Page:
Ex-officer acquitted in slaying: ‘I did nothing wrong’
ST. LOUIS – Jason Stockley, the former St. Louis police officer who was acquitted of murder Friday in the 2011 fatal shooting of a black man, broke his months-long silence and doubled down on his innocence after the ruling.
“I did not murder Anthony Lamar Smith. I did not plant a gun,” Stockley said, shaking his head, in an exclusive interview with the St. Louis Post-Dispatch after his acquittal. “... I can feel for and I understand what the family is going through, and I know everyone wants someone to blame, but I’m just not the guy.”
The interview, which appeared to be videotaped in a private indoor space, came hours after a judge released a 30page order concluding as much: That the state had not proved beyond a reasonable doubt that Stockley “did not act in selfdefense” when he shot and killed Smith, 24, during a car chase in December 2011.
It was the first time Stockley, who had been under a gag order, publicly addressed the case, which has exacerbated tensions in a region already grappling with unrest surrounding police use of force and race.
“It feels like a burden has been lifted, but the burden of having to kill someone never really lifts,” Stockley told the Post-Dispatch. “The taking of a life is the most significant thing that one can do and it’s not something that is done lightly and it’s not something that should ever be celebrated. And it’s just a horrible experience altogether. But, sometimes, it’s necessary.”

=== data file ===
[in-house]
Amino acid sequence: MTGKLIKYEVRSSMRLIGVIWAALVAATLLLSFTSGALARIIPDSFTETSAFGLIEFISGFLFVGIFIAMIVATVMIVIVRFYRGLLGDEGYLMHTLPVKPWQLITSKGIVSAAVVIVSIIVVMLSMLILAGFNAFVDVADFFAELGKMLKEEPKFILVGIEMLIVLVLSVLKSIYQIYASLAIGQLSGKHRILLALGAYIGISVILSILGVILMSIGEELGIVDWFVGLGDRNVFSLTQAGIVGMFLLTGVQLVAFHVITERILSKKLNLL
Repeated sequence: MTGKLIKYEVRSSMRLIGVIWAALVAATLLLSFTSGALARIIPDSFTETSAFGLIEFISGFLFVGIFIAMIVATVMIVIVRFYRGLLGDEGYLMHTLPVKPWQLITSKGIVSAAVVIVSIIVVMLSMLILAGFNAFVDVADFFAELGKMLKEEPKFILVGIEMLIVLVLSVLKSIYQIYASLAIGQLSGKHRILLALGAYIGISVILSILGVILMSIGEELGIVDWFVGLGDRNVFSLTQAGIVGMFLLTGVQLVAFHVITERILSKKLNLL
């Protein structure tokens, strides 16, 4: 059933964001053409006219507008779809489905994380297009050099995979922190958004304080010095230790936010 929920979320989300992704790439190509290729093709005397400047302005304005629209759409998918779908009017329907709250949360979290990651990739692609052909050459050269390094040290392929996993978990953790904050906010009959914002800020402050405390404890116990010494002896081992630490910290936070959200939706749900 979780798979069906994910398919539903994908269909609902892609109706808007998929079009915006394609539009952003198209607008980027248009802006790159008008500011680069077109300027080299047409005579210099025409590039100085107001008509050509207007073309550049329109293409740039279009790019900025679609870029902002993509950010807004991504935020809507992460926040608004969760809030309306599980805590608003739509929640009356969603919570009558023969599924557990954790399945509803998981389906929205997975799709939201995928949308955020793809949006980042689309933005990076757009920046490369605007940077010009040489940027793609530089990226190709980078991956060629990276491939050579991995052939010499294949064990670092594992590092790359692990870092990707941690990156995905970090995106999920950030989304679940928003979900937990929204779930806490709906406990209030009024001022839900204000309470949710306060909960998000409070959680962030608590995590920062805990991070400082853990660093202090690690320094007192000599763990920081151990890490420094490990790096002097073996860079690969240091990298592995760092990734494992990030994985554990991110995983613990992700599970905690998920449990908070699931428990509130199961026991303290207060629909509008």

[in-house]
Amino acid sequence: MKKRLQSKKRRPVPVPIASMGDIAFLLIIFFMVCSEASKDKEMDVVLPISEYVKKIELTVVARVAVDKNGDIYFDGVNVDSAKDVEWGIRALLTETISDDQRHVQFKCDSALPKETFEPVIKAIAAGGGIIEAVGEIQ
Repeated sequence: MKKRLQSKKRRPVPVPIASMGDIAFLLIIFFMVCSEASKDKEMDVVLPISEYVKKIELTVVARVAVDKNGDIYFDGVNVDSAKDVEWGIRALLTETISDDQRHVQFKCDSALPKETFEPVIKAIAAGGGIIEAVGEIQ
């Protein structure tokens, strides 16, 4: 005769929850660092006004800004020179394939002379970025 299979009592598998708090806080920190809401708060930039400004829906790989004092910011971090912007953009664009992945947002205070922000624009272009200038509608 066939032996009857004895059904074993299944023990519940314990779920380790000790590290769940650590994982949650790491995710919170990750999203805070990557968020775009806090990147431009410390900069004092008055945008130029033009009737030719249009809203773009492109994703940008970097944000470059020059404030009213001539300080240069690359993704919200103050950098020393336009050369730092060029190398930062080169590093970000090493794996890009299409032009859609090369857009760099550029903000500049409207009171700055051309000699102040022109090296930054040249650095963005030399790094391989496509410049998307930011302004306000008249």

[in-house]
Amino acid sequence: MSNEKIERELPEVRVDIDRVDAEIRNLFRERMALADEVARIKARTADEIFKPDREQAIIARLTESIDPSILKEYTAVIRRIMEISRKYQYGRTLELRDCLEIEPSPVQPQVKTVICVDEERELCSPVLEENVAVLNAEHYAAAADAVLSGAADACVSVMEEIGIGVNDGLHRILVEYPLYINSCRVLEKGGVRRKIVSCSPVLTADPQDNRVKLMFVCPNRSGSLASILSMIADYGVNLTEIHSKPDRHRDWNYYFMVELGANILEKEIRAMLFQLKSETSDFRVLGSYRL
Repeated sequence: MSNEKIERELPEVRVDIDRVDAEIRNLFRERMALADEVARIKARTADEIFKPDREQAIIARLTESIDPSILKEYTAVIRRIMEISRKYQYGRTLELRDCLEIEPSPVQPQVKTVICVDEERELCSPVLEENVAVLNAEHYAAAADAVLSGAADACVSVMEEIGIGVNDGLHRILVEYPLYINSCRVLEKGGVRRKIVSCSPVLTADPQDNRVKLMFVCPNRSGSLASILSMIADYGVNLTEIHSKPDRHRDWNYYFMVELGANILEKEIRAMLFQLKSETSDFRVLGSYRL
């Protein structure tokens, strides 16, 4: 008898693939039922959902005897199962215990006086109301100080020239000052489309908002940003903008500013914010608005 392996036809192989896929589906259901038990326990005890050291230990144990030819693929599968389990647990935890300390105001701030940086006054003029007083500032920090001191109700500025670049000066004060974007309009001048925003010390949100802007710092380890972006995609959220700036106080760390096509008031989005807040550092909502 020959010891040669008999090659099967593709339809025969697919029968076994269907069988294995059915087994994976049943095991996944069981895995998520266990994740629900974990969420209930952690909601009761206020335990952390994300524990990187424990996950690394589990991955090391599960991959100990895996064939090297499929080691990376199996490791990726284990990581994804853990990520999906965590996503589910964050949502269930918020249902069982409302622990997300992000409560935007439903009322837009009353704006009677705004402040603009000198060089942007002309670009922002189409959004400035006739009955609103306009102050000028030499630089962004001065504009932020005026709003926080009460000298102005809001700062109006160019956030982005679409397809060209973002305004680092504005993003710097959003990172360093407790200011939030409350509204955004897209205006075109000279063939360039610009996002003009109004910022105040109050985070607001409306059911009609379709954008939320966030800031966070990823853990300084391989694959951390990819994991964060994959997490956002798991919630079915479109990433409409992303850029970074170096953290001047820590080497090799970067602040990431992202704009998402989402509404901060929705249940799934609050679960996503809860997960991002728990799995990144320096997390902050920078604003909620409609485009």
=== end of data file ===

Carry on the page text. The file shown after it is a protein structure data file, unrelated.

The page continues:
As in trial, Stockley insisted he did not recall saying during the car chase he was “going to kill this (expletive), don’t you know it,” as outlined in court documents.
Prosecutors also noted that a gun found in Smith’s car was later found to contain only Stockley’s DNA, and accused the officer of planting the firearm.
Stockley said his memory was imperfect and that the first time he heard himself saying what he did in the car was when he met with the FBI; he could only speculate as to why he had said it, “whether it was in the heat of the moment or whether it was part of a larger conversation,” he said.
“I can tell you with absolute certainty that there was no plan to murder Anthony Smith during a high-speed vehicle pursuit,” Stockley told the newspaper. “It’s just not the case.”
Stockley acknowledged in his interview that the “optics” of the case looked bad but said he had made the best decisions possible “based on limited information and a limited amount of time.”
“Every resisting looks bad. They never look good,” Stockley told the Post-Dispatch.